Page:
As we become more deeply entrenched in what is increasingly—especially for the younger generations—a post-denominational culture, I’m giving more thought to what mainline entities such as my own (United Methodism) can continue to do to meet relevant spiritual and tangible needs.
The recent tragedy in Haiti brought out the best in my denomination (see for examples) and tapped the finest character of so many from other communities of faith, businesses, governments, the non-profit sector and of everyday citizens of numerous countries. It confirmed my long-held belief that The United Methodist Church is as well-equipped as any other organization in the world to respond to human need with speed, resources and love.
But the opportunities that abound in this broken world are far from being limited to large-scale tragedies. Issues of poverty, disease, crime, ignorance, despair and oppression permeate so many cultures across the globe, and faith groups can no longer attempt to address them in a vacuum by simply advocating their own “brand.”
A new season of collaboration can and must unfold for the sake of overall sustainability of every organized non-profit community (and for no small number of for-profits), and it must be ecumenical across denominations of a shared faith; inter-faith among persons who happen to differ a bit in theology; and cross-pollinated among spiritual communities and marketplace constituencies for the purpose of pragmatically tackling shared needs and opportunities..
In my opinion, such multi-faceted collaboration requires a significant shift in mindset for some and a further progression of nascent mindset for others. And this state of mind is one that holds two necessities together in dynamic tension: hunger for God, and compassion for one’s neighbor.
Hunger for God: I’m at a place in life where it no longer matters very much to me how you define the attributes of God or place them into a complex, systematic theology. Your views on the afterlife (or even the “pre-life”) do not concern me a great deal, nor your opinions on baptism or what gender should be in what leadership role or who is more righteous than whom. I am not non-empathetic to these items; but I am looking at people in general with a greater good in mind: Are they hungry to commune with God? Are they seeking to grow in grace, character, and compassion, yearning for a bigger picture that holds it all together and helps to give their lives some congruence?
Every day, I meet such people who possess this burgeoning hunger. I can connect with them. I can collaborate with them. They don’t have to embrace my “brand,” see things exactly my way, or even promise to attend my church or contribute money to its coffers. I see God at work in their hearts, and that is enough for me. I’m ready to partner with them to address real and felt needs, wherever they might be found.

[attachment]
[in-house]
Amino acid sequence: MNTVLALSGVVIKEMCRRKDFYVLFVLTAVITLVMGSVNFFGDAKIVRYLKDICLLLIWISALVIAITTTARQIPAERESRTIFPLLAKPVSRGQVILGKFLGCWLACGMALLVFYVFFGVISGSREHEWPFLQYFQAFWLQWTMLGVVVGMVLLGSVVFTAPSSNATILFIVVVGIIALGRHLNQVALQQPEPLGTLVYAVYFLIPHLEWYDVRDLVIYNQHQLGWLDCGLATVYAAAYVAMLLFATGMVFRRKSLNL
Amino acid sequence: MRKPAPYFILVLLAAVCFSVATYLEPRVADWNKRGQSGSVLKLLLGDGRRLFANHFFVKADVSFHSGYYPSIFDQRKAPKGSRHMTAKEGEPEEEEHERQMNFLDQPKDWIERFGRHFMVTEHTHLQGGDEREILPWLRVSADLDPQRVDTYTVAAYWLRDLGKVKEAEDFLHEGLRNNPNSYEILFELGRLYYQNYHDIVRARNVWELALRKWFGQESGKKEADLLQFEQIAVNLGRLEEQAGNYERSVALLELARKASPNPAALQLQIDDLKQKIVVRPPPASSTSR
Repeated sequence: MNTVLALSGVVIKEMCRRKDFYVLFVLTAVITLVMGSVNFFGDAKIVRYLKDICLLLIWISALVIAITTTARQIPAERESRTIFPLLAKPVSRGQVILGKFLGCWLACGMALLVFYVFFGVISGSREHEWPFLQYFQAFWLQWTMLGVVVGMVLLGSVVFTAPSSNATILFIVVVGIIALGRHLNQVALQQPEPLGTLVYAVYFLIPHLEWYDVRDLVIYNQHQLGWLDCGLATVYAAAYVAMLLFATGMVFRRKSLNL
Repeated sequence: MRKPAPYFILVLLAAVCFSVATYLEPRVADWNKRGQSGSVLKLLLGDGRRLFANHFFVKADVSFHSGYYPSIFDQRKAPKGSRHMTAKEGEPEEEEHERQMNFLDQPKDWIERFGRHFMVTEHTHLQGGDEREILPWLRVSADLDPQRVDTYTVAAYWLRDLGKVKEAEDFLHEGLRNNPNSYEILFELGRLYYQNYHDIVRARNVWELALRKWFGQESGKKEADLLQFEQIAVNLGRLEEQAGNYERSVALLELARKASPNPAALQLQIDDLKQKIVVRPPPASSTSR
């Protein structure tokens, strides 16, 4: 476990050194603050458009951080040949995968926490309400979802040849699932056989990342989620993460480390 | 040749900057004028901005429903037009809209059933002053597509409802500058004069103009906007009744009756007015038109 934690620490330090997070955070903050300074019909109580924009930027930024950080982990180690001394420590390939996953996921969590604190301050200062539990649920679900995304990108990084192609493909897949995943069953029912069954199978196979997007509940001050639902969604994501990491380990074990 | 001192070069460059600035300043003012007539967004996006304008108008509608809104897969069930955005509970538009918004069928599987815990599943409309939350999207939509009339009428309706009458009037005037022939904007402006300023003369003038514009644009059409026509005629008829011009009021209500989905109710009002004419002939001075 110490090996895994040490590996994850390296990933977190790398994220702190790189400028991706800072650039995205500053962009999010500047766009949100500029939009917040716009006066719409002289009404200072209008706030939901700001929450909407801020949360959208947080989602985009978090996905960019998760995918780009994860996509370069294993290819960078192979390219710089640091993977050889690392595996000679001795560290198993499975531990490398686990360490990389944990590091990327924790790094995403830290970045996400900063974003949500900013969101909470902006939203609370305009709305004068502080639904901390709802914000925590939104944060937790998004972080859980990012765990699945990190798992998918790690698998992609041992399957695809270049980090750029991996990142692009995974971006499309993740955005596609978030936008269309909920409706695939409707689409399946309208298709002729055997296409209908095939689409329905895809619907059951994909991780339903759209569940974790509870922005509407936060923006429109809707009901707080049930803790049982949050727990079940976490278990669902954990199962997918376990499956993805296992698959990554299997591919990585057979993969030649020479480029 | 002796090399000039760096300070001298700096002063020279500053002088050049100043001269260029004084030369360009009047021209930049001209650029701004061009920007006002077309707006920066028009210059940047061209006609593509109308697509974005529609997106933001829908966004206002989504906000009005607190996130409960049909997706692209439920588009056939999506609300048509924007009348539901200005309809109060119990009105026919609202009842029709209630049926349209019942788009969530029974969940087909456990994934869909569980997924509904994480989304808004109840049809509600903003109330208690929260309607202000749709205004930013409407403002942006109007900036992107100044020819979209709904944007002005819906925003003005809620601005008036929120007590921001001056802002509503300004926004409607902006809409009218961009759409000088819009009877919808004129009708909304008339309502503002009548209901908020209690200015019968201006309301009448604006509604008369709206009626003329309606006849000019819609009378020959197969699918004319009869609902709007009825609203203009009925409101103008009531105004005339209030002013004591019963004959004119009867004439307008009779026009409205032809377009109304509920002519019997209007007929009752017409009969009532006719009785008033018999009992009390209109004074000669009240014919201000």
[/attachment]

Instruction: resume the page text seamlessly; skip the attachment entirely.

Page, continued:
Compassion for One’s Neighbor: This second over-arching attribute builds strongly upon the God hunger. A person earnestly seeking God will naturally begin to see his or her neighbor differently. The neighbor could be in the actual house next door, or in an adjacent cubicle, nearby on the soccer field, on a Twitter feed or displayed on a flat screen featuring video footage shot halfway across the world. The particulars really aren’t all that important; again, the mindset is key: Do I look at someone with eyes of compassion or eyes of judgment? Do I see the spoken or unspoken God-hunger in someone, or am I caught up in evaluating how this person doesn’t measure up to my standards for this-or-that reason?
I can collaborate with persons of any sincere, peaceful faith group who have a heart for any neighbor. I can do the same thing with an executive from the marketplace, a scholar from the academy, a mid-level civil servant, or a Republican or Democrat or Libertarian.
Whatever our faith group—or lack thereof—happens to be, whatever banners under which our business interests or  political party affiliations happen to fall, our global, digital village must no longer be a house divided against itself. An innumerable arsenal of persons hungry for God and compassionate for their neighbors is unstoppable, when it comes to addressing the conditions that plague the human race today.
The perils of not collaborating are great, but the joys of partnering across the nexus of what unites us are breathtaking.